Soreness is not a bad thing, nor a good thing – in my professional opinion, it’s just a fact of environment, kind of like how you get sweaty when it’s hot outside or shiver when it’s cold.  You get sore when you challenge your body to perform new, heavier, unfamiliar, or explosive movements.  You experience soreness when you are growing your muscles (i.e. hypertrophy), and you get it when you’re training for endurance events, and you may even get it from something seemingly innocuous – like jumping on a trampoline, or carrying luggage up a staircase.

The big divide I see with my clients that do experience DOMS is what they do about it – meaning, do they cancel the next session?  Push through?  Figure out a way to avoid it next time?  If you are someone who suffers from that “hit by a truck” feeling after each and every workout, here are some (non-foolproof, but worthy) strategies to try:

  • Tart cherry juice.  Yep, just sippin’ on this sour swill has been linked to decreased post-workout inflammation.
  • Ice and cold.  Whether it’s a refreshing shower, a bag of ice on overworked areas, or if you’re a real boss, a stroll through the cryo chamber, getting your bod chilled out in a hurry can stop the development of DOMS by slowing down inflammatory processes.
  • Sports massage.  Forget the image of lying comfortably in a lavender-scented zen spa – sports massage is brutal, painful, and not for the faint of heart – but it’s one of the “luxuries” that keep professional athletes mobile, so you know it works.  If you are a continuous DOMS sufferer, I suggest trying to get a session once every week.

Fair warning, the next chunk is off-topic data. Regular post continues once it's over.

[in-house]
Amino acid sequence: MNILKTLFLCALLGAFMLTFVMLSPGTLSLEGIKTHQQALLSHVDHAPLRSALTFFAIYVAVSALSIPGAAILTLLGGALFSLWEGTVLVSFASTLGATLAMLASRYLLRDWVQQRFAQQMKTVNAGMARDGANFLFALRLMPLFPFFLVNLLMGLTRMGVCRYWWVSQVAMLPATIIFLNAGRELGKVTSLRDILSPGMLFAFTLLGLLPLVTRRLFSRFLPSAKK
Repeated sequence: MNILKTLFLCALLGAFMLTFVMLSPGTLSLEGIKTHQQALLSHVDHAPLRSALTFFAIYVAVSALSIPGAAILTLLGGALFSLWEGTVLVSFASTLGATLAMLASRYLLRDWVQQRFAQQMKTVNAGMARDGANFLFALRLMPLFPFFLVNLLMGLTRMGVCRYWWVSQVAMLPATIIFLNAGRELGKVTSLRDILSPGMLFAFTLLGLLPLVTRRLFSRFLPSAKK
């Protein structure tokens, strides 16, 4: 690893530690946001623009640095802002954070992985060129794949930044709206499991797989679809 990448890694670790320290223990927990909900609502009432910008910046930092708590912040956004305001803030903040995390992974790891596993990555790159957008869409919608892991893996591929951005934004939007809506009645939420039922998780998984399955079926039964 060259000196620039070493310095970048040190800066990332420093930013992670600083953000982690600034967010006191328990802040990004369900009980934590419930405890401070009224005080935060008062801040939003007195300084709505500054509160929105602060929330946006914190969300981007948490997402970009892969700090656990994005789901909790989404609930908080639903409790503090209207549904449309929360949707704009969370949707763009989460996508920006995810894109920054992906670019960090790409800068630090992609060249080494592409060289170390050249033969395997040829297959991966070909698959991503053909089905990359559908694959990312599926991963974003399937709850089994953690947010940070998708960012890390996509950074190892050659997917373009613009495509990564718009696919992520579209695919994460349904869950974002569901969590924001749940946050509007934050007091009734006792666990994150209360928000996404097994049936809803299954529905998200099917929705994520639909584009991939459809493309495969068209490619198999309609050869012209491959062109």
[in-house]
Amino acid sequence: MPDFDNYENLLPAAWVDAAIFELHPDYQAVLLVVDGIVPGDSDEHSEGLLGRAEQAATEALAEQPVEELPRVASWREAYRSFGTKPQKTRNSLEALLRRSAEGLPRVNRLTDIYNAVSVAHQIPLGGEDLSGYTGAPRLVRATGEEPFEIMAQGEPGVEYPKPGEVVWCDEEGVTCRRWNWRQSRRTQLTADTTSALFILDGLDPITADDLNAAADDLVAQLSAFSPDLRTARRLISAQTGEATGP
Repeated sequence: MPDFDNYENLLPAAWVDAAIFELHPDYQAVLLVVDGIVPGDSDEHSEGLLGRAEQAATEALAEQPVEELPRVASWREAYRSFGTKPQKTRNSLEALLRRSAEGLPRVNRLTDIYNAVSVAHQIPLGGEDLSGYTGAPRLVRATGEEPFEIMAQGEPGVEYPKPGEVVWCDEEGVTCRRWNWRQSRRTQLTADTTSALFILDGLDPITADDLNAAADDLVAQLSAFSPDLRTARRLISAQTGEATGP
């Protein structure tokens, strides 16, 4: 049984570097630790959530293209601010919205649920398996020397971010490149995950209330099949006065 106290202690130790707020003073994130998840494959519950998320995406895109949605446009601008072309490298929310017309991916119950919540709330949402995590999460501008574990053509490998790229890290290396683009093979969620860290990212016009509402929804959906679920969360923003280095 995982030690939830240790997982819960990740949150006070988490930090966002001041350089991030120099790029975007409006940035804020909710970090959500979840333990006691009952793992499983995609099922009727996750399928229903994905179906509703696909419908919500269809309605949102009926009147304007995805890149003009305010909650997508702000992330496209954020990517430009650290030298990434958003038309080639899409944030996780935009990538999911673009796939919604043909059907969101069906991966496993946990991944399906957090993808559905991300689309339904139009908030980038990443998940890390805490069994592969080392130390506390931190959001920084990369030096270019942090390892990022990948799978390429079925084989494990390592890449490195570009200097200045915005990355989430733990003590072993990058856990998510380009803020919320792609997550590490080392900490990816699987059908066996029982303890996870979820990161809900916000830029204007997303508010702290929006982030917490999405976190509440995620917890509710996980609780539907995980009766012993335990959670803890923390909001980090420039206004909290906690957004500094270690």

• Compress yourself.  I’ve seen shin splints and calf cramps all but disappear from clients who just start wearing compression socks or sleeves – and similar reports from those who wear recovery compression leggings or tops.  It’s a small change that can prevent a large dose of soreness – worth the somewhat ample investment.
  • Not being a wuss.  Yep, tough love – there is a major difference between being sore and being injured, and if you’re honest with yourself, you know when you’re just trying to get out of a workout.  Active recovery (walking, swimming, yoga) is actually a better strategy than lying in your bed complaining, and it’ll get you more results, too.

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One final point – though I’ve sort of made it above, but it bears repeating – soreness is not a good or bad thing, inherently.  It doesn’t mean your workout was successful or unsuccessful; it doesn’t mean you’re out of shape or in shape; it doesn’t signify much except that you used your body in a way (or to a level) it hasn’t been used before, and it’s giving you a signal that it noticed.  So buck up, stretch out, slap on an ice pack, and keep moving – if you let the DOMS get you down, you’ll never be able to move forward in your fitness gains.

What’s your best remedy for soreness – DOMS, immediate, or otherwise?

Ask Amanda: Friends in Small Spaces

Imagine the scene: you’re all pumped for your new workout routine, and you’ve got it all figured out.  You’re going to wake up early, pop into the gym before work, kill your workout, take a nice leisurely shower, and head to the office feeling accomplished and productive for the day ahead.

Now imagine how it really works: your alarm goes off at an unthinkable hour, you rouse yourself after a few snoozes with just enough time to squeeze in maybe a half hour workout, you speed to the gym in record time…and immediately realize that everyone else has the same idea you do.

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When you arrive at the gym, it’s so crowded you can’t get on a single machine, all the treadmills have a waiting list, and the shower room is so packed you’d be waiting until next Tuesday to try and sneak in even a quick one.  You shrug your shoulders and think, hell, I tried.

So many of my clients are too quick to admit defeat when it comes to facing a rush-hour status gym, but friends: there IS a solution.  The strategy is to carve yourself out a small corner of space, dominate a couple pairs of dumbbells, and focus on using the equipment in the gym that is chronically underutilized but effective.